For Secret Service, Proximity Is The Issue
By Bruce Morton/CNN
WASHINGTON (July 16) -- It goes back to President William McKinley's murder, and the question, how close can you get, was an issue even then.
"There was one Secret Service agent with McKinley and, in fact, proximity was an issue even in those days," says retired Secret Service agent Tom Quinn. "And when he [McKinley] was assassinated, he had just shortly before that asked the agent to step back so that a staff member could step in and could converse with him."
In protection, close matters.
"Proximity is the whole issue," says Leon Panetta, President Bill Clinton's former chief of staff. "If they aren't near the president, then you begin to jeopardize their ability to protect the president."
Close matters. So does trust. American don't like tattletales, snitches.
Linda Tripp, who taped and tattled on her supposed friend Monica Lewinsky, has approval ratings somewhere near Saddam Hussein's.
Tim McCarthy is the ex-agent who took a bullet trying to protect Ronald Reagan.
"Going on to the presidential or vice presidential detail, it was made very clear to you in your briefings that what you see there and what you hear there, would remain there," McCarthy says.
Close and confidential. It was the same when Squeaky Fromme tried to shoot Gerald Ford, when John Hinckley went after Reagan. As a matter of law, judges have ruled so far that agents have to tell on the presidents they guard. As a matter of common sense, what will that mean, when the president is talking to his lawyer, to his wife, in the limo?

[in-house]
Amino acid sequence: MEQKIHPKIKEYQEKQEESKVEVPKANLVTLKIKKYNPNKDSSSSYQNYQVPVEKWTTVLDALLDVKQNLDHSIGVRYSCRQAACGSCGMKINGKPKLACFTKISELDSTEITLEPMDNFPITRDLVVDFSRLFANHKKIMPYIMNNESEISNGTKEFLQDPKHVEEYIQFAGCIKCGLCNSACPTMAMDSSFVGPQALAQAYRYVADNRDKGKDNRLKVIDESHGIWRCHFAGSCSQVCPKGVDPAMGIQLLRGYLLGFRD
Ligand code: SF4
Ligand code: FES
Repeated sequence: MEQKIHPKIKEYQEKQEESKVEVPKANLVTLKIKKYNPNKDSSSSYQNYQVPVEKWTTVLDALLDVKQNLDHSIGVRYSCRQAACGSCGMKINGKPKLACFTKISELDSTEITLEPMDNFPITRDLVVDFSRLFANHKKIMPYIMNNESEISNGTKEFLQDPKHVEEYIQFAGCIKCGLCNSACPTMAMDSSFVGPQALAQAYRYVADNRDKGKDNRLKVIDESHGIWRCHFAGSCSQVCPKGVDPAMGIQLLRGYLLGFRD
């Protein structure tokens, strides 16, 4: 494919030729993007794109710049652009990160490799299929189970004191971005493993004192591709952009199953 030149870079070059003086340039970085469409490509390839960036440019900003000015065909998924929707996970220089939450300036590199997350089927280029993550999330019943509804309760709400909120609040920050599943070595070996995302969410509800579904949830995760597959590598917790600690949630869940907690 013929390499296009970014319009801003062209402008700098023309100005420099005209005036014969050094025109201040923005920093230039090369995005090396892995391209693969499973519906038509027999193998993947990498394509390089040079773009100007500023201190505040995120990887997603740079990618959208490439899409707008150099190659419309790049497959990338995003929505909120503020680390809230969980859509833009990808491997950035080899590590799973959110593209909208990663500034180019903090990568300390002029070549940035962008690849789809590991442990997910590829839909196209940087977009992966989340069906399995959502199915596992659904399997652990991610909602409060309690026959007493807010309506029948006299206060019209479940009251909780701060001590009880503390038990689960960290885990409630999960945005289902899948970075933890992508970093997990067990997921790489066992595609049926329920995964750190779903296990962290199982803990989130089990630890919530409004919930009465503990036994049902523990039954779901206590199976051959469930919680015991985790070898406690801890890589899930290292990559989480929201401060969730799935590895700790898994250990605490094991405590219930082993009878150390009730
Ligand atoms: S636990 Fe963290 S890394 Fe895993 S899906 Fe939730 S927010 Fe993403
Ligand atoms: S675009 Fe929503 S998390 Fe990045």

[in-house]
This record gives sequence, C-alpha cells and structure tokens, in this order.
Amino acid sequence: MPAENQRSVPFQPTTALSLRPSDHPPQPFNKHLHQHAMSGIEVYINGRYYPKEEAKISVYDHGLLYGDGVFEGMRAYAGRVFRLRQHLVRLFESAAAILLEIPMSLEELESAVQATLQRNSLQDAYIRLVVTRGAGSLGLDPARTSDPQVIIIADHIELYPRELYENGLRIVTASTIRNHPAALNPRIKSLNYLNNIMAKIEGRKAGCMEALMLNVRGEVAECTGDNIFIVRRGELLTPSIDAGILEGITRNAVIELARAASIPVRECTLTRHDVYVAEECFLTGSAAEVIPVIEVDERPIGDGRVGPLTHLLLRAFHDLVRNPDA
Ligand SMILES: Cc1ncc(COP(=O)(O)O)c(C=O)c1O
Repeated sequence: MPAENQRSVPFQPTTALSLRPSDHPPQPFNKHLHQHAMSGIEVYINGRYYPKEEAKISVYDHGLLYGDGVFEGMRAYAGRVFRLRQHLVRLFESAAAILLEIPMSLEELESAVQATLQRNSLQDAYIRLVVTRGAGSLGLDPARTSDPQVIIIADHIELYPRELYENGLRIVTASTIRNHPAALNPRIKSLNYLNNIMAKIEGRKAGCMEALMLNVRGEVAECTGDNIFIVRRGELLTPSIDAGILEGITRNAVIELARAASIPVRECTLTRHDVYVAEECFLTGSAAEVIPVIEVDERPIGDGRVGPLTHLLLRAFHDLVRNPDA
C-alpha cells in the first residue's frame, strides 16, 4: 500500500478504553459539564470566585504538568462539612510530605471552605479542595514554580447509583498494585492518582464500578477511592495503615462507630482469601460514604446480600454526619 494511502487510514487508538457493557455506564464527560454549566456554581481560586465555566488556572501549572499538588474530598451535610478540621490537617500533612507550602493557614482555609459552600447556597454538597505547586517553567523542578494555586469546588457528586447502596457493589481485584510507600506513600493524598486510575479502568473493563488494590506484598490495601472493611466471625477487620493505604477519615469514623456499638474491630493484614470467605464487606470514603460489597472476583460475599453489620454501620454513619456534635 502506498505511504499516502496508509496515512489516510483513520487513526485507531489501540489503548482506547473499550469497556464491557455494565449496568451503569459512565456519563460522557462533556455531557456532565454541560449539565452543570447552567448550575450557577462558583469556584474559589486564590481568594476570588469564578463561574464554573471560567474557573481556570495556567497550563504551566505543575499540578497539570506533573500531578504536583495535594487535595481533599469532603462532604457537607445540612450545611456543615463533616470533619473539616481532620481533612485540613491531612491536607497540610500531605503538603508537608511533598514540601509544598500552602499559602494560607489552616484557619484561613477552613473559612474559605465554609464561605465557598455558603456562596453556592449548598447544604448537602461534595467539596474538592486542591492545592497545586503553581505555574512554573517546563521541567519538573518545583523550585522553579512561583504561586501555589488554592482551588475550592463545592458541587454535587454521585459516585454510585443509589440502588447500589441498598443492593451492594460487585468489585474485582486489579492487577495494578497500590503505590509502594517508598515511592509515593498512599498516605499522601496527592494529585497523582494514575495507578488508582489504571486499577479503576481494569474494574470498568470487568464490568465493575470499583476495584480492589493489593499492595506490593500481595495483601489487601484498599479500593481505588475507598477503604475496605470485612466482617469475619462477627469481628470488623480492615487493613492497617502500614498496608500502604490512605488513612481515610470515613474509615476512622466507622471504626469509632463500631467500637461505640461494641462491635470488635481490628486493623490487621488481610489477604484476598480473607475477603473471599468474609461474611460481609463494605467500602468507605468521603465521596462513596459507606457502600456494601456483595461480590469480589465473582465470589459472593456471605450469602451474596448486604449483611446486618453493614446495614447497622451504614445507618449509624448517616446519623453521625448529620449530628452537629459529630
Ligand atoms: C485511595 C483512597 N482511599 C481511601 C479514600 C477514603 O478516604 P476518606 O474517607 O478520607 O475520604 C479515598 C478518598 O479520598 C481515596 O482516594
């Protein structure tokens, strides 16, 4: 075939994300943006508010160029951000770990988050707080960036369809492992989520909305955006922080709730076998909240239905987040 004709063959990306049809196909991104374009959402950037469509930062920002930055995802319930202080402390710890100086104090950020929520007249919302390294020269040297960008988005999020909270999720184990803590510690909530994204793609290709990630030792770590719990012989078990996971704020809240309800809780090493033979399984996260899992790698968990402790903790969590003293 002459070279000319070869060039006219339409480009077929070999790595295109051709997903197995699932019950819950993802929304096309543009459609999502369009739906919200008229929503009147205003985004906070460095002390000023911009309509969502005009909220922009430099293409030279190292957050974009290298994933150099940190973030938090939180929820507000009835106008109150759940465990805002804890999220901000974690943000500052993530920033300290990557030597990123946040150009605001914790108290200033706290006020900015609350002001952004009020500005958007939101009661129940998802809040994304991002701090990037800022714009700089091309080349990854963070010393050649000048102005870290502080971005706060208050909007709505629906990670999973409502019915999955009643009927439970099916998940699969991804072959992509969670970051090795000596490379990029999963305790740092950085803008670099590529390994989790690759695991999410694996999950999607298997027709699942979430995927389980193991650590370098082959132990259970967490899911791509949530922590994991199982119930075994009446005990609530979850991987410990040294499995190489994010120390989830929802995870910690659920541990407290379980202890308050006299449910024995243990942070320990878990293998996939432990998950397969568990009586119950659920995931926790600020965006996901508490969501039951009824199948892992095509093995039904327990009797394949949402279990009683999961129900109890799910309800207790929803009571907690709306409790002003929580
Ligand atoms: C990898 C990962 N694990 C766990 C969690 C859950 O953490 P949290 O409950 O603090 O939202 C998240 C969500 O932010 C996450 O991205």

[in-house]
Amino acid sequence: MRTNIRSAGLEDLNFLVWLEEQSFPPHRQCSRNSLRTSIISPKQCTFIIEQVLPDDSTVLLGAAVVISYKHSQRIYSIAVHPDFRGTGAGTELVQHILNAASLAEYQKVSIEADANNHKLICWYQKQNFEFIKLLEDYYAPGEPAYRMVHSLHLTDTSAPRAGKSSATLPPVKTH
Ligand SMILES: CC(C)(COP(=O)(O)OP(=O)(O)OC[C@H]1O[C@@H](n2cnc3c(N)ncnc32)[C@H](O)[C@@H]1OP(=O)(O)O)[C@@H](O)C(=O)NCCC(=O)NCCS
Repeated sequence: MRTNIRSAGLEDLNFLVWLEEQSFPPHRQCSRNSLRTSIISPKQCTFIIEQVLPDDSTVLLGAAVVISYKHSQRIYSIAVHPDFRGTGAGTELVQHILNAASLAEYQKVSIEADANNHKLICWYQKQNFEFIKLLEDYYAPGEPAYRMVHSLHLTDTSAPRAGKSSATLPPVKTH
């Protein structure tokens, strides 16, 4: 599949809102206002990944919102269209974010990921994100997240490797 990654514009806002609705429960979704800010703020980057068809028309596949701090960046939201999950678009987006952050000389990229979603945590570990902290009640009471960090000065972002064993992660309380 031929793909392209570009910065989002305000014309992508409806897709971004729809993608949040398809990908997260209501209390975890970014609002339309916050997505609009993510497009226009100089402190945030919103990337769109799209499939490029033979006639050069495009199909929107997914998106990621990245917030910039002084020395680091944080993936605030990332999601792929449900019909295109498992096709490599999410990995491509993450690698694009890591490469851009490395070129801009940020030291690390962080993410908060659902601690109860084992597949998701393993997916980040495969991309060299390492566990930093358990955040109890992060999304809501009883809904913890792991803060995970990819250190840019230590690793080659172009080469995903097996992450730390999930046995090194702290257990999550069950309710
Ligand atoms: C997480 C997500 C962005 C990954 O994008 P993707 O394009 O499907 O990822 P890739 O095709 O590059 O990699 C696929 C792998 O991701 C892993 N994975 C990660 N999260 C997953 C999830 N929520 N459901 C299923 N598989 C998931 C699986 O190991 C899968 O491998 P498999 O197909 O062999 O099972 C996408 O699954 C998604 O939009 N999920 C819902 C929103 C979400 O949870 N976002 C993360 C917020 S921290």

"The agent is put out of the car on the next ride, and out of the car on the next ride," says Warren Dennis, an attorney for former Secret Service agents. "And in the future, between now and five years from now, if you have enough hundreds of incidents when the agent is put out of the car or asked to step away from proximity, we will have an assassinated president."
What is the law? What is the common sense? Can agents protect presidents who keep saying, "Back off?"
"The outcome may well be that there is no confidentiality," says McCarthy. "And without a doubt, there's going to be a separation between the president and the Secret Service agents."
In these very partisan times, future presidents can expect to be investigated, especially if the other party controls the Congress.
If they know their agents will be talking to the special prosecutor, how much will they trust the agents, and how close will they let them get?